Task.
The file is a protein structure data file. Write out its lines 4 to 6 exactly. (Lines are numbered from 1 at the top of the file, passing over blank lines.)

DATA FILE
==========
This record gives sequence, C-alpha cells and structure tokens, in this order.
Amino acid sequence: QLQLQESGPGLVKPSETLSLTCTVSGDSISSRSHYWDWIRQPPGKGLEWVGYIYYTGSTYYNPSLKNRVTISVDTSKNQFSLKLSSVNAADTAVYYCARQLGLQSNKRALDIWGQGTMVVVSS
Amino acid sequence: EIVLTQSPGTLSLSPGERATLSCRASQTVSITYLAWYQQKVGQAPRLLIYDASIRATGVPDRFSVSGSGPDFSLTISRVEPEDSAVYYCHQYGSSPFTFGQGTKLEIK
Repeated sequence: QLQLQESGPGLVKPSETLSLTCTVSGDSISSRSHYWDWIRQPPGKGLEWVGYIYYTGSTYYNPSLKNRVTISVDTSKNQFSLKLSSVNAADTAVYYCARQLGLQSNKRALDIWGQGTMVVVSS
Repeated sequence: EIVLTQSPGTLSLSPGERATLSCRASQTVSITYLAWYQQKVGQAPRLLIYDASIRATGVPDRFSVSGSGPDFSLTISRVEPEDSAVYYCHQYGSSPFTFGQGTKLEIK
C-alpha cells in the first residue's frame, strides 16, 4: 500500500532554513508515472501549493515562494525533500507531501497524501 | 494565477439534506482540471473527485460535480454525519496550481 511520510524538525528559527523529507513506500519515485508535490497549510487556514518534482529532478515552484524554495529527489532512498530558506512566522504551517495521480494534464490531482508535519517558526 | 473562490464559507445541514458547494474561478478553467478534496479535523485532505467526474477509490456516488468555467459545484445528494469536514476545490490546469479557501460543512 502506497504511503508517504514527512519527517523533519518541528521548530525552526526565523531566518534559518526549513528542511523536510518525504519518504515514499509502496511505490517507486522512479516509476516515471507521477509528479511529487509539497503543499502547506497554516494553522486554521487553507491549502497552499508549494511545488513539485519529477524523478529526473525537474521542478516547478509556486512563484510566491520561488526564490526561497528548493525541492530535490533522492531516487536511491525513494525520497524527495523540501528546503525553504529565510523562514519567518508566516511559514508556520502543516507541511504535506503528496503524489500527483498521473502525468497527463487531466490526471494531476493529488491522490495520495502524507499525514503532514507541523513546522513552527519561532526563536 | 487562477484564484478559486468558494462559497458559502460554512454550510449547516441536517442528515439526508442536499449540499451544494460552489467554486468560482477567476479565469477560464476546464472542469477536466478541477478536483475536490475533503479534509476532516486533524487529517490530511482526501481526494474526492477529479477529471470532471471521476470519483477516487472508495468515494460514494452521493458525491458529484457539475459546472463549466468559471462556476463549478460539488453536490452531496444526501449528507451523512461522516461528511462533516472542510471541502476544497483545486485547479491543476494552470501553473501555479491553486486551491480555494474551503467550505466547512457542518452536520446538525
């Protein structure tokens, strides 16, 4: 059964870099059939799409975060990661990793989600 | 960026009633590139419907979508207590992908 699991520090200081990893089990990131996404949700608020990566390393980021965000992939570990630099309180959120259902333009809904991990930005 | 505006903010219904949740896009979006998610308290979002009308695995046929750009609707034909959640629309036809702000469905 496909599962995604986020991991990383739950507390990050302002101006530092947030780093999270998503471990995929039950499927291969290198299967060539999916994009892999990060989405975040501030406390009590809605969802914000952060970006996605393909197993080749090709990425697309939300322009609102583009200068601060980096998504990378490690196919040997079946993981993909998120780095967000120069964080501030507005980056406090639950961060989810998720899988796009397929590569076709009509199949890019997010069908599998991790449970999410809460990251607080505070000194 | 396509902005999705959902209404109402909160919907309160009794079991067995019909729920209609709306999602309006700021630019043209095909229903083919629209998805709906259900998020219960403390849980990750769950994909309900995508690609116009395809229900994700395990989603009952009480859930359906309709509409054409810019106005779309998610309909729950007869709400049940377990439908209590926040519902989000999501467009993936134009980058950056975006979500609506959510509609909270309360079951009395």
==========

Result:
Repeated sequence: QLQLQESGPGLVKPSETLSLTCTVSGDSISSRSHYWDWIRQPPGKGLEWVGYIYYTGSTYYNPSLKNRVTISVDTSKNQFSLKLSSVNAADTAVYYCARQLGLQSNKRALDIWGQGTMVVVSS
Repeated sequence: EIVLTQSPGTLSLSPGERATLSCRASQTVSITYLAWYQQKVGQAPRLLIYDASIRATGVPDRFSVSGSGPDFSLTISRVEPEDSAVYYCHQYGSSPFTFGQGTKLEIK
C-alpha cells in the first residue's frame, strides 16, 4: 500500500532554513508515472501549493515562494525533500507531501497524501 | 494565477439534506482540471473527485460535480454525519496550481 511520510524538525528559527523529507513506500519515485508535490497549510487556514518534482529532478515552484524554495529527489532512498530558506512566522504551517495521480494534464490531482508535519517558526 | 473562490464559507445541514458547494474561478478553467478534496479535523485532505467526474477509490456516488468555467459545484445528494469536514476545490490546469479557501460543512 502506497504511503508517504514527512519527517523533519518541528521548530525552526526565523531566518534559518526549513528542511523536510518525504519518504515514499509502496511505490517507486522512479516509476516515471507521477509528479511529487509539497503543499502547506497554516494553522486554521487553507491549502497552499508549494511545488513539485519529477524523478529526473525537474521542478516547478509556486512563484510566491520561488526564490526561497528548493525541492530535490533522492531516487536511491525513494525520497524527495523540501528546503525553504529565510523562514519567518508566516511559514508556520502543516507541511504535506503528496503524489500527483498521473502525468497527463487531466490526471494531476493529488491522490495520495502524507499525514503532514507541523513546522513552527519561532526563536 | 487562477484564484478559486468558494462559497458559502460554512454550510449547516441536517442528515439526508442536499449540499451544494460552489467554486468560482477567476479565469477560464476546464472542469477536466478541477478536483475536490475533503479534509476532516486533524487529517490530511482526501481526494474526492477529479477529471470532471471521476470519483477516487472508495468515494460514494452521493458525491458529484457539475459546472463549466468559471462556476463549478460539488453536490452531496444526501449528507451523512461522516461528511462533516472542510471541502476544497483545486485547479491543476494552470501553473501555479491553486486551491480555494474551503467550505466547512457542518452536520446538525